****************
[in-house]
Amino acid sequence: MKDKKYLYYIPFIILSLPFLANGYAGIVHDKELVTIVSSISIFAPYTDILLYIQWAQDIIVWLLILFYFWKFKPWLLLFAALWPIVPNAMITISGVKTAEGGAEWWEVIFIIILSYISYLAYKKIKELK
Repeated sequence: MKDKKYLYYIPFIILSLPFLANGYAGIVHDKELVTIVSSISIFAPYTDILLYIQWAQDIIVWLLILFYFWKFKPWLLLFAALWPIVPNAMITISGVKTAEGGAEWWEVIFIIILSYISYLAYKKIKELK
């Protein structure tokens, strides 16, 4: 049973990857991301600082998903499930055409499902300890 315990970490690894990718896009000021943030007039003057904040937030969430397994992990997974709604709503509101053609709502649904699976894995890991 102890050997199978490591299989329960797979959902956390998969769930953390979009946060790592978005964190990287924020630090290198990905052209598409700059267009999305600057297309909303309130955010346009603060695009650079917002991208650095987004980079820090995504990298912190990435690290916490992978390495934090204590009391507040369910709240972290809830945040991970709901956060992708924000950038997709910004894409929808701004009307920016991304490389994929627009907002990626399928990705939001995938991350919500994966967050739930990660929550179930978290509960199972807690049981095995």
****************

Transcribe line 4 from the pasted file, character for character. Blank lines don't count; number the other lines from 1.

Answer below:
């Protein structure tokens, strides 16, 4: 049973990857991301600082998903499930055409499902300890 315990970490690894990718896009000021943030007039003057904040937030969430397994992990997974709604709503509101053609709502649904699976894995890991 102890050997199978490591299989329960797979959902956390998969769930953390979009946060790592978005964190990287924020630090290198990905052209598409700059267009999305600057297309909303309130955010346009603060695009650079917002991208650095987004980079820090995504990298912190990435690290916490992978390495934090204590009391507040369910709240972290809830945040991970709901956060992708924000950038997709910004894409929808701004009307920016991304490389994929627009907002990626399928990705939001995938991350919500994966967050739930990660929550179930978290509960199972807690049981095995």